Green Day: Drown Out The Hate | Feature

green day band

Whats peoples problem with Green Day?


Scrutiny and hatred for bands which have had meteoric success, and longevity have become rife. One act which seems to take the brunt are California stalwarts Green Day. The powerhouse outfit are constantly maligned for their approach to making music that doesn’t adhere to the punk formula, and this seems to anger many ‘’punk’’ experts. These enthusiasts try to diminish Green Day’s success as a band which has created blockbuster albums and records that don’t fit, albums that miss the mark. And there isn’t a band out there that is invincible to making a mediocre record.

With social media being such a breeding ground for hatred and offensive commentary, it has become the norm to trash bands. People are in their element when they’re caught up in a frenzy, and their words are their weapon of authority. Behind this demeanour, they’re courageous and brave, expertly pulling down a band’s accomplishments. These comments may not make it to Green Day, they may become lost in social media’s armoury of hate, but they enrage many Green Day supporters.  

Green Day have fans. There’s no doubting that, and many of these fans are infatuated, drawn to their favourite act. Since their inception, Green Day has sold over 70 million records, which is not bad for a trio from suburban decay. Dookie was their breakthrough album, a record explicit in sexual urgency and tormented dreams. It would sell 10 million alone, and it’s some feat. But then, the hatred surrounds Green Day like a thick darkness. This is because of the band signing to a major label in 1994.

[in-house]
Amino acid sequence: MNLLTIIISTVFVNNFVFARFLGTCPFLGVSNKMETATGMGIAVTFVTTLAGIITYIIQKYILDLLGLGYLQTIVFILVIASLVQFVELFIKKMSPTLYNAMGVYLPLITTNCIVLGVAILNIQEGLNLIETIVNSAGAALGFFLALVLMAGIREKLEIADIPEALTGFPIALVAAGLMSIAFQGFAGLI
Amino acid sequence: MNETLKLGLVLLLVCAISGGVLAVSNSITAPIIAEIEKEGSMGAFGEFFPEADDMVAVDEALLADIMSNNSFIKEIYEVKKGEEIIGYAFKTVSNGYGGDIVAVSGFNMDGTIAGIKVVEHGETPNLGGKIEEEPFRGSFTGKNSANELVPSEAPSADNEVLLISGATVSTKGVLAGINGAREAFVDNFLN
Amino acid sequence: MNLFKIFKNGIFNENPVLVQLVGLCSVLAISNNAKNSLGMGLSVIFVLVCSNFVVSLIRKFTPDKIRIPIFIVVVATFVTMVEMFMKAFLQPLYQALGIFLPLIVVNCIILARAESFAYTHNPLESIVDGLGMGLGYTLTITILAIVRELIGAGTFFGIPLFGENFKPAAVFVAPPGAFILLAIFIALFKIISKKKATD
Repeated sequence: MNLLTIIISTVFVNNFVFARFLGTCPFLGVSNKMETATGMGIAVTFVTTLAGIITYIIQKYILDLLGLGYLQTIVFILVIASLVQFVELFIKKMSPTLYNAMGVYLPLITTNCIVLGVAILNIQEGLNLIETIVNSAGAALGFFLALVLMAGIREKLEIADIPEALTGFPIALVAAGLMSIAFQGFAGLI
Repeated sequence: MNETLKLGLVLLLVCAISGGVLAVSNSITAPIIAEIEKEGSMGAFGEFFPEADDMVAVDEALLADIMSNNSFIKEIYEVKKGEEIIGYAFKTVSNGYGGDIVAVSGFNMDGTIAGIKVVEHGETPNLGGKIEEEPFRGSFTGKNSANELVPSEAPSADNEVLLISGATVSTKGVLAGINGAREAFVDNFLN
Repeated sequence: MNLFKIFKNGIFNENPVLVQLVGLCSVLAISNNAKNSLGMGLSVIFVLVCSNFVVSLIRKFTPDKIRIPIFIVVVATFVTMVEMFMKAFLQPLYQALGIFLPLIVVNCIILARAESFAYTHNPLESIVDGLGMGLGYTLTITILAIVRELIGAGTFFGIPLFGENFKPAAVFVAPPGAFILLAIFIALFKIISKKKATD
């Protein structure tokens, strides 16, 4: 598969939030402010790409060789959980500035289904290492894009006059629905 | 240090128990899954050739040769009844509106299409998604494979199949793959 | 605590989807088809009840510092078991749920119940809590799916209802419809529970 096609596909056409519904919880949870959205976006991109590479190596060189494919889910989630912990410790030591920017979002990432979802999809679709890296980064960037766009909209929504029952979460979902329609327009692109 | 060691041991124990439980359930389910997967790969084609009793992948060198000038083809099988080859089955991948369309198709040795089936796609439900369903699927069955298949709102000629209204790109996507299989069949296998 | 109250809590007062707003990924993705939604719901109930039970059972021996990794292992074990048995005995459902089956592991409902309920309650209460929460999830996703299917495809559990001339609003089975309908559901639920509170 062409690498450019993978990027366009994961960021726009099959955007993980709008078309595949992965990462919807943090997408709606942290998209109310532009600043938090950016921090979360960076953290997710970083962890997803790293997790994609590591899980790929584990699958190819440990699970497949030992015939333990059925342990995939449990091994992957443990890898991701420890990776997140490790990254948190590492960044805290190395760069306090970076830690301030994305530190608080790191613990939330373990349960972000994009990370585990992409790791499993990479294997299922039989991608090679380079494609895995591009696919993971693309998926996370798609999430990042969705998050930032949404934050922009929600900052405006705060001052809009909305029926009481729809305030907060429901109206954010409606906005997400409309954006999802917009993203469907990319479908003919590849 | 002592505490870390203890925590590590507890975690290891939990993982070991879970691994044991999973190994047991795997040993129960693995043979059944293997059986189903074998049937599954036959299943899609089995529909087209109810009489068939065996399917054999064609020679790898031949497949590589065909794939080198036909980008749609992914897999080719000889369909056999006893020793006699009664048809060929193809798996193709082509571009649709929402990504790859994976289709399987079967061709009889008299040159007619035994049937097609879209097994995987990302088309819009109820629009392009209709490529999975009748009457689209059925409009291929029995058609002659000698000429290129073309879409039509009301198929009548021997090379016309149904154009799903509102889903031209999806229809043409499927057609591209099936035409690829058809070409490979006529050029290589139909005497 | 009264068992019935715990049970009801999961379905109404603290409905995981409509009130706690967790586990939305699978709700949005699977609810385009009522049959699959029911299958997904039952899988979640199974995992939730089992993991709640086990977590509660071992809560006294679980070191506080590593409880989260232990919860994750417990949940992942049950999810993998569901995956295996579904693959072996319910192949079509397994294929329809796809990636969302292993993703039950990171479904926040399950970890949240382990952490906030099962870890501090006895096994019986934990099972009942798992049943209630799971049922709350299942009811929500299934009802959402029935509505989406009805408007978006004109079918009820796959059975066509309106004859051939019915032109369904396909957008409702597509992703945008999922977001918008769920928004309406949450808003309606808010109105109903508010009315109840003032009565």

After signing on the dotted line, Green Day had become a band despised for their upturn in fortune. They began to be shunted by punks and the freaks of California, the people who listened to them when they played the underground. Automatically thrown out, Green Day didn’t crash and burn. They would release more records, and they’d become superstars in their own right.  

The diehard punks thought Green Day sold out when they released their seminal opus American Idiot in 2004. An album brimming in anecdotes and clarity, it changed the landscape of modern music. But, on the flip-side, it created a storm as a political game changer. Lead singer Billie Joe Armstrong, wrote these songs rich in rage and love, tracks that bolstered Green Day’s catalogue.

Many people dislodged Green Day from their lives. For being a rock opera infused in brilliance, some didn’t like American Idiot. Some loved it, some ridiculed it, but there was an influx of youthful fans who bathed in its glory. After its release, American Idiot certified Green Day as frontrunners, as titans, spearheading a revolutionary tale.

On the upside, Green Day had become fashionable again, but it didn’t stop the abhorrence. Nowadays, the band can’t do anything right under the watchful eyes, and as they grow older, they’re pelted by jokes and ignorance. For all the hatred thrown at them, they seem to be joyous and confident, keeping the inspiration moving and the band intact.

Words by Mark McConville

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